If you missed the Math Talk in the Classroom (Part 1), be
sure to check it out!

Now that expectations have been set for how students will
participate in math talk, it’s time to

**practice talking about math**! Yes, we must give our students the opportunity to practice talking because they don’t always know how to talk the way we want them to. In order to practice talking about math, it is important that students are talking about something they are comfortable with so that the focus of the discussion is on the talk and not the content. Before students can wrestle with rich content, they must first understand how to communicate their thinking in a productive way.**Why do students need to practice talking about math?**

Students need to practice upholding the expectations for math talk, while also gaining experience listening and interacting with the reasoning of others. In the book Classroom Discussions in Math, the authors touch on the importance of students understanding that they may agree or disagree with an idea, not a person. When students learn to agree and disagree with an idea, rather than a person, the discussion becomes more focused on the content and students’ desire to learn. Another way to keep students focused in the discussion is to set the expectation that students must respond directly to or build upon what was previously said. This minimizes students’ tendency to think only about what they want to say, rather than listening to what others are saying.

Giving students the opportunity to practice talking about
math is also beneficial for us as teachers! It gives us practice facilitating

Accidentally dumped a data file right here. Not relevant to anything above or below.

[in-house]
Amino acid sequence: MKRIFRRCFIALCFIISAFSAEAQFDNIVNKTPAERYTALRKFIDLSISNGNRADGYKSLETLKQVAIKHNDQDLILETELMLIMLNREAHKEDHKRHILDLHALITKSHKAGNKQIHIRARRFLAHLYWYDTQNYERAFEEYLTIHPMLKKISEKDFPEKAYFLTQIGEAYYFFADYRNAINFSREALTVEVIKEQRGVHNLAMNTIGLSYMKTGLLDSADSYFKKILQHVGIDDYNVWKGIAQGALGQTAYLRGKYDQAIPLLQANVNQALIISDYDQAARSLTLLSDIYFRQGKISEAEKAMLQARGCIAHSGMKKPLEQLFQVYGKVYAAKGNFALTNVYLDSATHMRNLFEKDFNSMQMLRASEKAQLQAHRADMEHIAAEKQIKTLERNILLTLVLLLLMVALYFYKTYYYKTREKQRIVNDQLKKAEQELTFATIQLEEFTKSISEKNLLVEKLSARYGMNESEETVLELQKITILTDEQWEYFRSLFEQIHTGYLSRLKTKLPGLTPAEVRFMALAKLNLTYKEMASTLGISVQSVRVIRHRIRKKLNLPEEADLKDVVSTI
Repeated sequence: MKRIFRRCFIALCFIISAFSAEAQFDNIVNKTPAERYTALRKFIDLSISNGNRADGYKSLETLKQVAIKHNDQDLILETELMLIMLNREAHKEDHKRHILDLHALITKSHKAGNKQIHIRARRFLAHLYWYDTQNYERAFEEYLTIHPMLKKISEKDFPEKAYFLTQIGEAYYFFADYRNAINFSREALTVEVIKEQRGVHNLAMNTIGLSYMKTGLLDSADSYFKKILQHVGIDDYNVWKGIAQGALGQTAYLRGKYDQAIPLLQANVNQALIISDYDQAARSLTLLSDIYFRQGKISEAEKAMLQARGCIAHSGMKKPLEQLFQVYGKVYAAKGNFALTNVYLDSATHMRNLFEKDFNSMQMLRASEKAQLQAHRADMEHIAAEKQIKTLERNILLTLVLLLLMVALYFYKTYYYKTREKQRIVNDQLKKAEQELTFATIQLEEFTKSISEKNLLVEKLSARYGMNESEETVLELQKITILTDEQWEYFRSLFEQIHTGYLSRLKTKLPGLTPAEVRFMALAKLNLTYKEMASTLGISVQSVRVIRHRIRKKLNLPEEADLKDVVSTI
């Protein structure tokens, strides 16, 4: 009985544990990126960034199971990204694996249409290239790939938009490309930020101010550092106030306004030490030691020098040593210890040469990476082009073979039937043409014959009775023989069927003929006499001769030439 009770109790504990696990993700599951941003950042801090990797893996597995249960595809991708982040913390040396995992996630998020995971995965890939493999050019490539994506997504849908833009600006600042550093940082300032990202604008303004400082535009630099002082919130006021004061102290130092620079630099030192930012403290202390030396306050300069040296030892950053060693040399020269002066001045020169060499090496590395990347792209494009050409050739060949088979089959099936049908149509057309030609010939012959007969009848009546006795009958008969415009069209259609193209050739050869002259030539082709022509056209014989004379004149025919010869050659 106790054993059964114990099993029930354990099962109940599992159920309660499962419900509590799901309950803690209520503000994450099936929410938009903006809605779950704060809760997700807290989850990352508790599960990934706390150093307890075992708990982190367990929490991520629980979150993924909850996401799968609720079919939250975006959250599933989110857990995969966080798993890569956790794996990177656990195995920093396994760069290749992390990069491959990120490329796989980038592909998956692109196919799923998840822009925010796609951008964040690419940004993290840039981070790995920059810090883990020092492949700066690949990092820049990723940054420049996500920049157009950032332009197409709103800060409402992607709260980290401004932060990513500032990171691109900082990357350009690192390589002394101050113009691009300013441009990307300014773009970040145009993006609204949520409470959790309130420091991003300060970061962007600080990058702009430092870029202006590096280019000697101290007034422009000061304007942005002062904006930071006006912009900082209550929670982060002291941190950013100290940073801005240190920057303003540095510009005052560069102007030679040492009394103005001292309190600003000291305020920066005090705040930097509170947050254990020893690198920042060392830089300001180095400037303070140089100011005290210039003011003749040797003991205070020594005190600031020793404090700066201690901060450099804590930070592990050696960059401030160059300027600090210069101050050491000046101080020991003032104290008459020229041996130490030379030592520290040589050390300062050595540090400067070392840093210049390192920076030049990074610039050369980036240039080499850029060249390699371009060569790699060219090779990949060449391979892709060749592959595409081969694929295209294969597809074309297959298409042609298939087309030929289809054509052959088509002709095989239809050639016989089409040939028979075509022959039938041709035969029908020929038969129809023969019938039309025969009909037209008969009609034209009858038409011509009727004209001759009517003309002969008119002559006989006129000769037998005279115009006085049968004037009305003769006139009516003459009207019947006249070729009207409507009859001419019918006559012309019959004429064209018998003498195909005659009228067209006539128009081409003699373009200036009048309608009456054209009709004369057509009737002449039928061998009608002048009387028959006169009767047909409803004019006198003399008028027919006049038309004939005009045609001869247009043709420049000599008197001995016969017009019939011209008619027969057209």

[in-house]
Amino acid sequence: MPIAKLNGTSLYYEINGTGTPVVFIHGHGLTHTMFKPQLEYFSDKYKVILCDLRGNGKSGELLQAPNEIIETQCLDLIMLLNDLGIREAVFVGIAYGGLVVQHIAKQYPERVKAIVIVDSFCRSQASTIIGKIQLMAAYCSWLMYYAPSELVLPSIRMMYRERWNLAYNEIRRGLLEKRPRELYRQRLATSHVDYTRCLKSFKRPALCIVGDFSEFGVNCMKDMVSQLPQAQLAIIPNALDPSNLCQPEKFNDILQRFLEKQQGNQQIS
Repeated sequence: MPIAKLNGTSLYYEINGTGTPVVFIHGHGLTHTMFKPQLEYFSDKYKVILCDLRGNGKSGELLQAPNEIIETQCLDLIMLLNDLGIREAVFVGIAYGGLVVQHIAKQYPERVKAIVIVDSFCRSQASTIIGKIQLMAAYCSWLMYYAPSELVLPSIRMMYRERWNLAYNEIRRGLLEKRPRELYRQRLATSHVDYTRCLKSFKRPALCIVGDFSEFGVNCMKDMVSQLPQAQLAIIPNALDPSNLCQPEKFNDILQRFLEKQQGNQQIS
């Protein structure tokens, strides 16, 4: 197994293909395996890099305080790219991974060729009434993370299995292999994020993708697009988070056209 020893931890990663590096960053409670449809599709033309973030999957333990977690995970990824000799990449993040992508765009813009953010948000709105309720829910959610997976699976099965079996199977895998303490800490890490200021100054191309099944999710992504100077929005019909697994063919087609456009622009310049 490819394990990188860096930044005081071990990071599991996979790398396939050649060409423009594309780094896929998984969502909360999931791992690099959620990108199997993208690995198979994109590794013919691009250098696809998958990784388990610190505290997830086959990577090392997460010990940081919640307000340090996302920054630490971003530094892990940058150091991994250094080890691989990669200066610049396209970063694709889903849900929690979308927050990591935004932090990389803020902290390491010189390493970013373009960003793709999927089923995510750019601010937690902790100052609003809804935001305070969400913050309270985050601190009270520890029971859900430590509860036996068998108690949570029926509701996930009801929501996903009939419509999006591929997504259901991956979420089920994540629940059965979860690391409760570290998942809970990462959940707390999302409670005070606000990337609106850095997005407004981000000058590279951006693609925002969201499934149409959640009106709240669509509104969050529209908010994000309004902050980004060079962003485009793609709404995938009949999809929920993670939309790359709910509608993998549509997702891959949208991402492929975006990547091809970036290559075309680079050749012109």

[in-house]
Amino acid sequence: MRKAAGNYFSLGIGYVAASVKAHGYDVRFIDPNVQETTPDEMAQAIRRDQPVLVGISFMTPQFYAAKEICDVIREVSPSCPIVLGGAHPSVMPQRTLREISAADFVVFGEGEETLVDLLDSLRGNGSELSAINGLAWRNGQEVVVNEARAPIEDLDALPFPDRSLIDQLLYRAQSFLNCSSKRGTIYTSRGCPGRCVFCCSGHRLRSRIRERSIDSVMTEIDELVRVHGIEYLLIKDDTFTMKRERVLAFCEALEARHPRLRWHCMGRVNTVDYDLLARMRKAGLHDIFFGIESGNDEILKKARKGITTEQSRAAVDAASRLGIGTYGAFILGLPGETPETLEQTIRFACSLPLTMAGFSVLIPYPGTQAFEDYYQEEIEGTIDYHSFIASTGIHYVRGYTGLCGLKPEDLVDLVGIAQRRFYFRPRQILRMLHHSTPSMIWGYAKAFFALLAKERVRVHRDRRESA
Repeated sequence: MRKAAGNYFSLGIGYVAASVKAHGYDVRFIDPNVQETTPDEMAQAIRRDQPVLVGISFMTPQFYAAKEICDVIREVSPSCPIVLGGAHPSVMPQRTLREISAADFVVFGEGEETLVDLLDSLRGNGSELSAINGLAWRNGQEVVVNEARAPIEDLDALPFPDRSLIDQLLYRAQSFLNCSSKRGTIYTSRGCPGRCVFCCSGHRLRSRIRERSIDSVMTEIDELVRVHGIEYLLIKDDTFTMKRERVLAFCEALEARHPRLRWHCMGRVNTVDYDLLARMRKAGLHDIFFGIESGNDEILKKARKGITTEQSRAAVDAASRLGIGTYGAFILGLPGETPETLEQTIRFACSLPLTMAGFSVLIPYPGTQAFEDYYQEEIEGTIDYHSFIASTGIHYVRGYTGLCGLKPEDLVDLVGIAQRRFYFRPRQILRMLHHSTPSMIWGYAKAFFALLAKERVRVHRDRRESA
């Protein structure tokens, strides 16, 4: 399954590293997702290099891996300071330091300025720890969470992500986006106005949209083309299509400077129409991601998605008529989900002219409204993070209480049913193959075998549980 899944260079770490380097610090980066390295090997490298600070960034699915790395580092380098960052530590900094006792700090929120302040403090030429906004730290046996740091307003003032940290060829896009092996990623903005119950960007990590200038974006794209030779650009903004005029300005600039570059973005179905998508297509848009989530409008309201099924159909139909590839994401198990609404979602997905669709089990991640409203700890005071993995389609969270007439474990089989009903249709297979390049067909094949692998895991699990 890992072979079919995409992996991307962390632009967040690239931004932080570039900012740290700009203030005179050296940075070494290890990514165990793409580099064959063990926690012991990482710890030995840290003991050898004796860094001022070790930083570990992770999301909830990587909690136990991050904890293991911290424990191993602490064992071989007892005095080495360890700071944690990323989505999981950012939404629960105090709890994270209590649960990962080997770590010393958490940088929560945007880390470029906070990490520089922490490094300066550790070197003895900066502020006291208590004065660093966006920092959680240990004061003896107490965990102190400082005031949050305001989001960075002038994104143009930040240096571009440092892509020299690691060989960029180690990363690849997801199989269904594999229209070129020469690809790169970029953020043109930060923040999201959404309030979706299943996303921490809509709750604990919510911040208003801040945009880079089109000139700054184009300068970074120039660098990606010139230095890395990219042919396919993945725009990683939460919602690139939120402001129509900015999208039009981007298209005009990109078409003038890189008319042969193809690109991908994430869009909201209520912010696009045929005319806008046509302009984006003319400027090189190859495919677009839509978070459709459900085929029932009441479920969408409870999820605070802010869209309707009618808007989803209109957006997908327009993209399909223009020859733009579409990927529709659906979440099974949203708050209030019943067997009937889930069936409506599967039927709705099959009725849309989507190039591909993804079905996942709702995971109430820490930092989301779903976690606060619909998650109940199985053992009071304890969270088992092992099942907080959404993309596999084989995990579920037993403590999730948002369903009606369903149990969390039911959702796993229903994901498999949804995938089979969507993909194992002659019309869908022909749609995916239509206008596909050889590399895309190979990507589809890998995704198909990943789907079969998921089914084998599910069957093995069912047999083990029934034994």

math discussions. If this is something
you are newly incorporating into your teaching routine, this is a great
opportunity for you to practice using higher order thinking questions to
facilitate the discussion!

**How can we give students practice talking about math?**

Now that you know why students (and teachers) need to
practice talking about math, let me share with you how I plan to give students
this practice. I am so excited to use the book Which One Doesn’t Belong this
year to teach students how to talk math. The math talk that can happen with
this book makes my brain dance! The book is set up with four different shapes
on each page and a question that simply asks students to decide, “which one
doesn’t belong”? All four of the shapes on each page can be the correct answer
to the question, which means students will really have to think and talk about
WHY each one doesn’t belong. Because students think differently, they will have
different paths of reasoning making for rich discussion (and many opportunities
to practice upholding math talk expectations). Do you see how powerful this
book can be? Below are a couple of
images that Talking Math With Kids has provided for you to use in your own
classroom!

If you are looking for more resources to use in your
classroom to get students comfortable talking about math, Would You Rather Math
and the Which One Doesn’t Belong blog are wonderful in that they provide
many images that require deep thinking and strong reasoning.

I am truly looking forward to using these resources to give students practice talking about math and to provide students with a fun experience as they grow their reasoning skills. As I discussed in Math Talk in the Classroom (Part 1), math talk has so many benefits beyond what I have shared in this post. Check back soon for Math Talk in the Classroom (Part 3), where I will dive into using math talk to further students understanding of mathematical concepts!

I am truly looking forward to using these resources to give students practice talking about math and to provide students with a fun experience as they grow their reasoning skills. As I discussed in Math Talk in the Classroom (Part 1), math talk has so many benefits beyond what I have shared in this post. Check back soon for Math Talk in the Classroom (Part 3), where I will dive into using math talk to further students understanding of mathematical concepts!

*This post contains affiliate links to two great math resources to assist with the maintenance of this blog!

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